Since 2017 we as a Faculty have entered the era of selective admission of prospective Bachelor students and are aware that we run risks of exclusion due to a bias in the criteria or process for admission. We select students who are expected to have the highest ability and potential to succeed in our Bachelor programme. Diversity in gender, race, religion, social background, talent or any other contextual factor are not part of our admission criteria. The emphasis of our selection process is on high-achieving single-minded academic applicants. The lack of confidence by women I addressed in the above, possibly prevents more female than male students from applying to our programme, or completing the admission process, and if it does, we have to find out how to mitigate.

The GEDC – Airbus Diversity Award

The GEDC – Airbus Diversity Award ceremony. From left to right: Aldert Kamp, Rachel Schroeder, Alex Bannigan – finalist, Qiao Sun – finalist, Taiwo Tejumola – recipient of GEDC Airbus Diversity Award 2017)

Diversity and Inclusiveness were among the most popular words at the Global Engineering Deans Council conference at Niagara Falls in October 2017. Diversity is the prime condition for a reflective community and a driver for innovation and growth. Increasingly sectors and countries recognise the value of diversity and inclusiveness.

Together with Rachel Schroeder, Head of Employment Marketing, Airbus, I hosted an interactive panel on “Diversity in Engineering” where we discussed a number of provocative statements with the deans, where the central question was “Whose responsibility is it to beat the gender bias in engineering?”

  1. Engineering universities will only prioritize diversity and inclusiveness when its benefits are evidence-based.

  2. Positive discrimination (such as tailored admission standards, special scholarships) will boost diversity at university level.

  3. Only when the higher management has the courage to set targets and give incentives for diversity and inclusiveness, the organisation will adopt it.

AI and inclusiveness

I will not elaborate on the discussion, but an unexpected topic that popped up was about the rise of Artificial Intelligence and its potential impact on inclusiveness. Algorithms should be in principle “colour-blind” and thus not discriminate on gender, race, etcetera. But actually nobody knows  in detail how the many complex algorithms in AI will sort and sift data. It raised the question whether or not learning machines will be capable to learn inclusively, or unintentionally reinforce discrimination? It is one more reason why we need more women in engineering. Without their thinking the algorithms in artificial intelligence and robotics may be poor and have conscious or unconscious male bias.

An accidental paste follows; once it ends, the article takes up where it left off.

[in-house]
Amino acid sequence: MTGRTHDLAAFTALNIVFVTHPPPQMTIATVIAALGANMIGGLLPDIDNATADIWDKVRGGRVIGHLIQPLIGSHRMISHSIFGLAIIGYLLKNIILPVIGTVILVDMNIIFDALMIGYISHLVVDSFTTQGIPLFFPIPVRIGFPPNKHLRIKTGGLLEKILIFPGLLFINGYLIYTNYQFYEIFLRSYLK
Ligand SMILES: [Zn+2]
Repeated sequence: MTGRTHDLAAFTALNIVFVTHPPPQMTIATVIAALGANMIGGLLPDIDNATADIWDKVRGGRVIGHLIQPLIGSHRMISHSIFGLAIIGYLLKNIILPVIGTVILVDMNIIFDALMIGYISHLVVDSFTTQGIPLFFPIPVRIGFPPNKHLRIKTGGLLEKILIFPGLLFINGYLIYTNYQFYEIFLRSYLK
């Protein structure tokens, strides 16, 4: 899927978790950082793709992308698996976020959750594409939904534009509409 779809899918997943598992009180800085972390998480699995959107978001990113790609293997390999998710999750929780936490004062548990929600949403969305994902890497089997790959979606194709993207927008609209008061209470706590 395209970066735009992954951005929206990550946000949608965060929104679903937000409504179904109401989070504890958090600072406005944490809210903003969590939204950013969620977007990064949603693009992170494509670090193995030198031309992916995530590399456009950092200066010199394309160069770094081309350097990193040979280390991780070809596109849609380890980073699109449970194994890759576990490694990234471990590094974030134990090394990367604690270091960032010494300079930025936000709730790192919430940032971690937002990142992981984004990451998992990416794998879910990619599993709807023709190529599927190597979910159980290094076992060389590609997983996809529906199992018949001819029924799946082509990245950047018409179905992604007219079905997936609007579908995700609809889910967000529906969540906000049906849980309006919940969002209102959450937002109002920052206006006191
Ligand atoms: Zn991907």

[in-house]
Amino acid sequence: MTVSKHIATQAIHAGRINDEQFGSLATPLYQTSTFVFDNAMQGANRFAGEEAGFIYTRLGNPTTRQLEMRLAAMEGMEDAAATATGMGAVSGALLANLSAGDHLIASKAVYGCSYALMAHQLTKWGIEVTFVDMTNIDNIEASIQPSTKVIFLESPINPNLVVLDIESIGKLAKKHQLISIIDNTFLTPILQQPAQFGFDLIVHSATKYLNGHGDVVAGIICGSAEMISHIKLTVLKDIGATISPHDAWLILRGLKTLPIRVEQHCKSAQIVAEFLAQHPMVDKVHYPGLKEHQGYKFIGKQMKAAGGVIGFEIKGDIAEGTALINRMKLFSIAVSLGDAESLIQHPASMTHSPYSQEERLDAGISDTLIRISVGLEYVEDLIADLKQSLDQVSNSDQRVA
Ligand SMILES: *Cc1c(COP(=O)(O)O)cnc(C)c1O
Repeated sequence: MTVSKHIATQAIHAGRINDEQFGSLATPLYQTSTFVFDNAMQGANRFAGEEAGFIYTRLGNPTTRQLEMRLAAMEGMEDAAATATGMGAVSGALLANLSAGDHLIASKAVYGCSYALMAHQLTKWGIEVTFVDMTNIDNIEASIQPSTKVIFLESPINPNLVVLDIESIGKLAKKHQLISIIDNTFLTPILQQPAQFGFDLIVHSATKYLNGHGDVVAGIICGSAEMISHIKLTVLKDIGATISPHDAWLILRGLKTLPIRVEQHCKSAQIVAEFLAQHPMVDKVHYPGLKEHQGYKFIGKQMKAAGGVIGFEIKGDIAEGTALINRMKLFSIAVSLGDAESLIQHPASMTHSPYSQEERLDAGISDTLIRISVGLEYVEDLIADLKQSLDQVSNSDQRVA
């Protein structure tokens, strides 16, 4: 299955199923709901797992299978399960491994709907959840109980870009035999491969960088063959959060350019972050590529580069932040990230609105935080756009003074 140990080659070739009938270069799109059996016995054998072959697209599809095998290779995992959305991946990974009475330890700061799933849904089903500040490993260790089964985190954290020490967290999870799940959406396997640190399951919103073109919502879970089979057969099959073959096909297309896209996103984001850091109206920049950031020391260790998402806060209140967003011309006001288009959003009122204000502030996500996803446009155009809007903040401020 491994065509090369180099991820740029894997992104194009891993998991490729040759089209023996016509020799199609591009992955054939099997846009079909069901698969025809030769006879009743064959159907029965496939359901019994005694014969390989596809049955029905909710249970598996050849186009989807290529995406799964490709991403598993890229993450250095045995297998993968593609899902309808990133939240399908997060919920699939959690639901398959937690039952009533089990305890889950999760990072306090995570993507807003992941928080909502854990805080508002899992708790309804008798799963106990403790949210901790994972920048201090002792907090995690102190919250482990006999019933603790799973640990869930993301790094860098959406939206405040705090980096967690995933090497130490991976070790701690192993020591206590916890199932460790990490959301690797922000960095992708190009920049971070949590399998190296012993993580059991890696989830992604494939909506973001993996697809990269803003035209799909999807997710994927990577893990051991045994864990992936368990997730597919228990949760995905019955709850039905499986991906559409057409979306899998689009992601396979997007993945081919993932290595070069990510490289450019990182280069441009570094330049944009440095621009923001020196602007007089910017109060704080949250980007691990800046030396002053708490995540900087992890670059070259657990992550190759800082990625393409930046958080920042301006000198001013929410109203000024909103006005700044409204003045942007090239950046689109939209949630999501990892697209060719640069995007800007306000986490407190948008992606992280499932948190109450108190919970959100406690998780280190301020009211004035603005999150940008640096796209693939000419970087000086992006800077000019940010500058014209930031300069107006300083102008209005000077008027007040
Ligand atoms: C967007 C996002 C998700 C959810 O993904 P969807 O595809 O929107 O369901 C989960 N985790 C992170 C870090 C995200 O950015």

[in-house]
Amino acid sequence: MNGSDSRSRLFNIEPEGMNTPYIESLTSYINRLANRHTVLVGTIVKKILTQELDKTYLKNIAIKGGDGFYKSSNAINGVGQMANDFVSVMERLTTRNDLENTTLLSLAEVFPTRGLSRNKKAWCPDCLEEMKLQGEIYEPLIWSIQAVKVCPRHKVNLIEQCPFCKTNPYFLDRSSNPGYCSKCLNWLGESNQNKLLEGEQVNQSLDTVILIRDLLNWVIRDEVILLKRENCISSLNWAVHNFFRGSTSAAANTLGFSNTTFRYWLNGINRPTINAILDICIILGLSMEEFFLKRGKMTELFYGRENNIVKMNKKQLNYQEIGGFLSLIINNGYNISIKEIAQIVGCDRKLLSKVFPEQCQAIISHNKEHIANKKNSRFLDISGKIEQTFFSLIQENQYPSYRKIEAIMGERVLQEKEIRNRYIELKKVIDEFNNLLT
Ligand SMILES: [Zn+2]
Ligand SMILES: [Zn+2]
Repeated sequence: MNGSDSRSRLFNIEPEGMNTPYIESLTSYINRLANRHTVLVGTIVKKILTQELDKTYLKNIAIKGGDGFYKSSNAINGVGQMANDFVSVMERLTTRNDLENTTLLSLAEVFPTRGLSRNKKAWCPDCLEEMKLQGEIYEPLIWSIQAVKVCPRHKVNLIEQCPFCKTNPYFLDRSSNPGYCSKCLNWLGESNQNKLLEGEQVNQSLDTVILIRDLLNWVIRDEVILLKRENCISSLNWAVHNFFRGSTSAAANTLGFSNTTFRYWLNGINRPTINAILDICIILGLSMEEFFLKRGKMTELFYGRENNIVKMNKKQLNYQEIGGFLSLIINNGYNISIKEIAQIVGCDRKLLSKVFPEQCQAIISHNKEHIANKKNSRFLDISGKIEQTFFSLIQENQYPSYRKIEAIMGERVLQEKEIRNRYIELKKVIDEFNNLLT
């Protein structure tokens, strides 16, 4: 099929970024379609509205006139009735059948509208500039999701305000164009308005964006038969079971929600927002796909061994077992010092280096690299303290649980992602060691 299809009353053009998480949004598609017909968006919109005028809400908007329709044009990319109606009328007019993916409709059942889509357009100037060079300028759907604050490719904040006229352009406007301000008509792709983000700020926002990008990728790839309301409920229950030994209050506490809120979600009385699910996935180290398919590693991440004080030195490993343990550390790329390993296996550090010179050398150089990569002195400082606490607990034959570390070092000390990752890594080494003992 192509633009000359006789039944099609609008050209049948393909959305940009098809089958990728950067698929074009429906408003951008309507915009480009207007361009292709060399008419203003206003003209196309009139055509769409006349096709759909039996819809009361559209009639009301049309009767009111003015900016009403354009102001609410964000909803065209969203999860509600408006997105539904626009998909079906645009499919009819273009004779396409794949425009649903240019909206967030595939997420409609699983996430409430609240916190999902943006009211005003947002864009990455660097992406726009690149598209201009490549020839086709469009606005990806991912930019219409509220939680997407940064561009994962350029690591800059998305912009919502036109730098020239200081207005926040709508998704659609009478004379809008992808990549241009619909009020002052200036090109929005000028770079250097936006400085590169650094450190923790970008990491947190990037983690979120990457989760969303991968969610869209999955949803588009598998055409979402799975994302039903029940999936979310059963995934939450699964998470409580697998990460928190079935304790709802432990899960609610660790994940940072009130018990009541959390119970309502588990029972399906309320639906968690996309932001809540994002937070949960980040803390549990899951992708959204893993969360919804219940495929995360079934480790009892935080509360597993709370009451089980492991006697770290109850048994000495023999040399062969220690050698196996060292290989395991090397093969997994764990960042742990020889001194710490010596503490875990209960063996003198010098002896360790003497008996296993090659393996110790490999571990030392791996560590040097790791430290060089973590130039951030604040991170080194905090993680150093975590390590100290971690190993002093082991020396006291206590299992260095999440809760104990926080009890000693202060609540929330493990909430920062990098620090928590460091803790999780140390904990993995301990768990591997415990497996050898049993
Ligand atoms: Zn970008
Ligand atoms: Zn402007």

“The article, issued in the Irish Times on 24 December 2018 “Concerns over huge gender gap in artificial intelligence workforce” is a bad sign. Women account for just 22% of the workforce in Artificial Intelligence: the gender talent gap in this sector is three times larger than in other industries. “This gender bias will thus enter the coding process, leading to real-world implications”, the article reads.


Portraying a different image of our curricula, connecting engineering more to society, defeating sexual harassment, using more female role models in engineering, teaming women in project education, adding a mindset of societal and industrial relevance to engineering programmes, empowering especially women in makerspaces, analysing the impact of selective admission processes. The broad spectrum of topics in my post may give the impression I have been scattering away at random about gender diversity. They came to my mind when I started thinking about improving gender diversity at my Faculty.

Diversity and gender equality are hot items. In the five days after publishing this blogpost, I hit upon the recent comprehensive study by Microsoft “Why don’t European girls like science or technology?” and a report of the World Economic Forum “Why 2018 must be the year for women to thrive“. Let’s make time to make it work! We have a long way to go before we will achieve an equal spread of women and men working in the engineering sector. But when men learn about gender inequality at work? They fight it.

“If you want your company to be successful; if you want your company to operate with wisdom, with care, then women are the best”. (Quote Jack Ma, Executive Chairman Alibaba, at World Economic Conference in Davos 24 January 2018)